Tim Keller has finally succumbed to his ongoing battle with pancreatic cancer, passing away in his home at the age of 72.

Keller first announced he had pancreatic cancer back in June 2020, and he has been in and out of hospital since in a battle to ward off the disease. He was also the Chairman and co-Founder of Redeemer City to City, which trains pastors for ministry in global cities, recently found out that he has pancreatic cancer.

Earlier this week, his wife, Kathy, has asked Christians for continued prayer after he was once again released from hospital for ongoing cancer treatment.

New tumors were found in his body in March, and he asked for prayer at that time. Now, after yet another stint in hospital to treat the tumors, the aggressive cancer finally took its toll on his body, taking his life.


He is also the founding pastor of Redeemer Presbyterian Church in New York City.

Franklin Graham tweeted: “My condolences to the family & loved ones of Dr. Tim Keller, author & pastor of Redeemer Presbyterian Church, who passed away today at the age of 72. The announcement from the church said he was, “trusting in the sure & certain hope of the resurrection.”



Keller has spoken in the past of his peace with death, given his cancer battle has been ongoing.

The prominent Christian pastor, theologian and author was born on September 23, 1950, in Lehigh Valley, Pennsylvania. Keller is widely recognized for his influential work in Christian apologetics and his efforts in connecting the Christian faith with contemporary culture.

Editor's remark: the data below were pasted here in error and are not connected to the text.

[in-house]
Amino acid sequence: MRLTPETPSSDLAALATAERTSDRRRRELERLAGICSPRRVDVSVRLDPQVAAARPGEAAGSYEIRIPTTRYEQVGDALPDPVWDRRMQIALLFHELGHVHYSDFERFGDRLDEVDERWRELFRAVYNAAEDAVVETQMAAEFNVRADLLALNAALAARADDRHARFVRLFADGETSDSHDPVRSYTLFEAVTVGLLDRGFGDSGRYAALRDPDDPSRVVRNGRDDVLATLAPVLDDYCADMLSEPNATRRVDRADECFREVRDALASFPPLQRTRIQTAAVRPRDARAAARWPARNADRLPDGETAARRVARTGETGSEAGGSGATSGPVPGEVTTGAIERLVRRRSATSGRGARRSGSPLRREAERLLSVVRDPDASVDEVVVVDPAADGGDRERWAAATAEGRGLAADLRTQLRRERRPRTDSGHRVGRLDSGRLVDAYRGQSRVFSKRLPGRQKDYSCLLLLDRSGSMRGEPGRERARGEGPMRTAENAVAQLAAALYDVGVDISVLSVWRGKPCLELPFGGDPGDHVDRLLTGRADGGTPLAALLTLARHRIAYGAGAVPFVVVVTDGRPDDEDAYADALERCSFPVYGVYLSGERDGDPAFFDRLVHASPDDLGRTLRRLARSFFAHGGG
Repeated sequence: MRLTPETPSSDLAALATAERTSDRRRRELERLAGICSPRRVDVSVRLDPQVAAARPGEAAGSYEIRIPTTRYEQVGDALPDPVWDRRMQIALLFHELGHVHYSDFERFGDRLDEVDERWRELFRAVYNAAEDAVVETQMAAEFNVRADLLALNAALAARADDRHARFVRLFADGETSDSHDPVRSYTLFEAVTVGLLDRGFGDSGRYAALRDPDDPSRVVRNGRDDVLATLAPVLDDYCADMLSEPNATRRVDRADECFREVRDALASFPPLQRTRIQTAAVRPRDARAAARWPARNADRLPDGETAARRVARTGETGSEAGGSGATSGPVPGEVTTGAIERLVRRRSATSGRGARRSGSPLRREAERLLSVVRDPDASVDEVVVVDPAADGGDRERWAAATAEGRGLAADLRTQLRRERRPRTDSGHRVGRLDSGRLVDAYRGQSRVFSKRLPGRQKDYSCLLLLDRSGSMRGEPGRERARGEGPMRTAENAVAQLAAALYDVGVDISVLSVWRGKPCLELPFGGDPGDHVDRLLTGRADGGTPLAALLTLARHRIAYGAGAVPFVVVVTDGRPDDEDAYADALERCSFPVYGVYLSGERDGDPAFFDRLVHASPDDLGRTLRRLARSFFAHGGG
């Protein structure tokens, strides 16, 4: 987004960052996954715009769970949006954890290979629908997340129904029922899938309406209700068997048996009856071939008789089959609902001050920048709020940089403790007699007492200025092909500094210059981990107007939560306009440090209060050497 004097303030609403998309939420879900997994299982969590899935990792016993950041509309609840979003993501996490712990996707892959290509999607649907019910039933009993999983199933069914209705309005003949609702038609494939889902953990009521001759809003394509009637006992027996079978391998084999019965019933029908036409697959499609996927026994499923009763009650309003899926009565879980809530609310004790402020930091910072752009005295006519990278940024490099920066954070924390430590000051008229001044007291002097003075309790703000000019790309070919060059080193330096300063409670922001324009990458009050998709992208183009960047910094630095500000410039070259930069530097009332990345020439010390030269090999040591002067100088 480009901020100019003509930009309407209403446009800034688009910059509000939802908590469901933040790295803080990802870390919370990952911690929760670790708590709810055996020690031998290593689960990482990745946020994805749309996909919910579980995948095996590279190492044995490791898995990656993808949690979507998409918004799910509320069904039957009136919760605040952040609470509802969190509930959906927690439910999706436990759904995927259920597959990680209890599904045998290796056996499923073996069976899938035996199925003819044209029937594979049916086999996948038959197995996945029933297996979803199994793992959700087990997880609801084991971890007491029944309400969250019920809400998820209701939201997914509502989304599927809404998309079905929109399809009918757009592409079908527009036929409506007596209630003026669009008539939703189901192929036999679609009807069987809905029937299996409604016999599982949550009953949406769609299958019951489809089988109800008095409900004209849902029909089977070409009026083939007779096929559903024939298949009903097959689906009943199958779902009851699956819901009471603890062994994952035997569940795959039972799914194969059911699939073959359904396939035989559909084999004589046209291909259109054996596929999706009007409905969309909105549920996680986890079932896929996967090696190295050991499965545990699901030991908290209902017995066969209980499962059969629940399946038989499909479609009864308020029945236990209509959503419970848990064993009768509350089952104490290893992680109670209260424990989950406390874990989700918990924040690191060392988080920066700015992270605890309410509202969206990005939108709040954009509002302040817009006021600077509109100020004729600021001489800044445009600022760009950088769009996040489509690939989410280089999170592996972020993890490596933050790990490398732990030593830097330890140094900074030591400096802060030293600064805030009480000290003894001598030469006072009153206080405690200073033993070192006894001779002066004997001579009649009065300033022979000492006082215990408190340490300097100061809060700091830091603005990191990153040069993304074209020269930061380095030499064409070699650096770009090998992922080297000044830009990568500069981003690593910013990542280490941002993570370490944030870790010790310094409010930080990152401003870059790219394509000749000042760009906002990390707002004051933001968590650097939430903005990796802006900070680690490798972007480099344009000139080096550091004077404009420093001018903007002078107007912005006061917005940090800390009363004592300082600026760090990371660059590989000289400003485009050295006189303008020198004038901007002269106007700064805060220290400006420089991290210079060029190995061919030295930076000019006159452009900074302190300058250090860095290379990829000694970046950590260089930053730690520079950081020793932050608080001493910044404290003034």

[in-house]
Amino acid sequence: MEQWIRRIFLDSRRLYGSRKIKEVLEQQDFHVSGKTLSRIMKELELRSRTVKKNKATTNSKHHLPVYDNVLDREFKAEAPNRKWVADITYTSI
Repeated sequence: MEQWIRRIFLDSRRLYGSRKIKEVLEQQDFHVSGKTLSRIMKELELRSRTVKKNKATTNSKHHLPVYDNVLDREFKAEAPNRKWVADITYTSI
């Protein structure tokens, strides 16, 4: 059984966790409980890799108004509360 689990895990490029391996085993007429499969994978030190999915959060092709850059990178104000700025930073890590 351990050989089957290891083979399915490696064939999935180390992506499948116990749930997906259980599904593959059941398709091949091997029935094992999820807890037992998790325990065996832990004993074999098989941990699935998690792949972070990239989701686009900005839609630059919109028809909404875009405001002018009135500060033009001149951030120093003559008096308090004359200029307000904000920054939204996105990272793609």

Keller co-founded Redeemer Presbyterian Church in New York City in 1989, which grew into a thriving congregation with multiple locations. Under his leadership, the church became known for its emphasis on reaching urban professionals and skeptics with the Gospel message.

Keller retired from his role as senior pastor of Redeemer Presbyterian Church in 2017, but he continues to be involved in ministry and writing.

Throughout his career, he has authored numerous books that explore various aspects of the Christian faith, addressing topics such as theology, apologetics, Christian living, and the intersection of faith and culture.

Some of his notable works include “The Reason for God: Belief in an Age of Skepticism,” “Making Sense of God: An Invitation to the Skeptical,” and “The Prodigal God: Recovering the Heart of the Christian Faith.”

Keller’s approach to ministry emphasized the importance of intellectual engagement with faith, thoughtful cultural engagement, and the transformational power of the Gospel.

His teaching and writing have had a significant impact on many Christians and non-Christians alike, as he sought to address the questions and doubts of a skeptical generation while remaining grounded in orthodox Christian doctrine.

Sign up for our newsletter to get the best of to your inbox.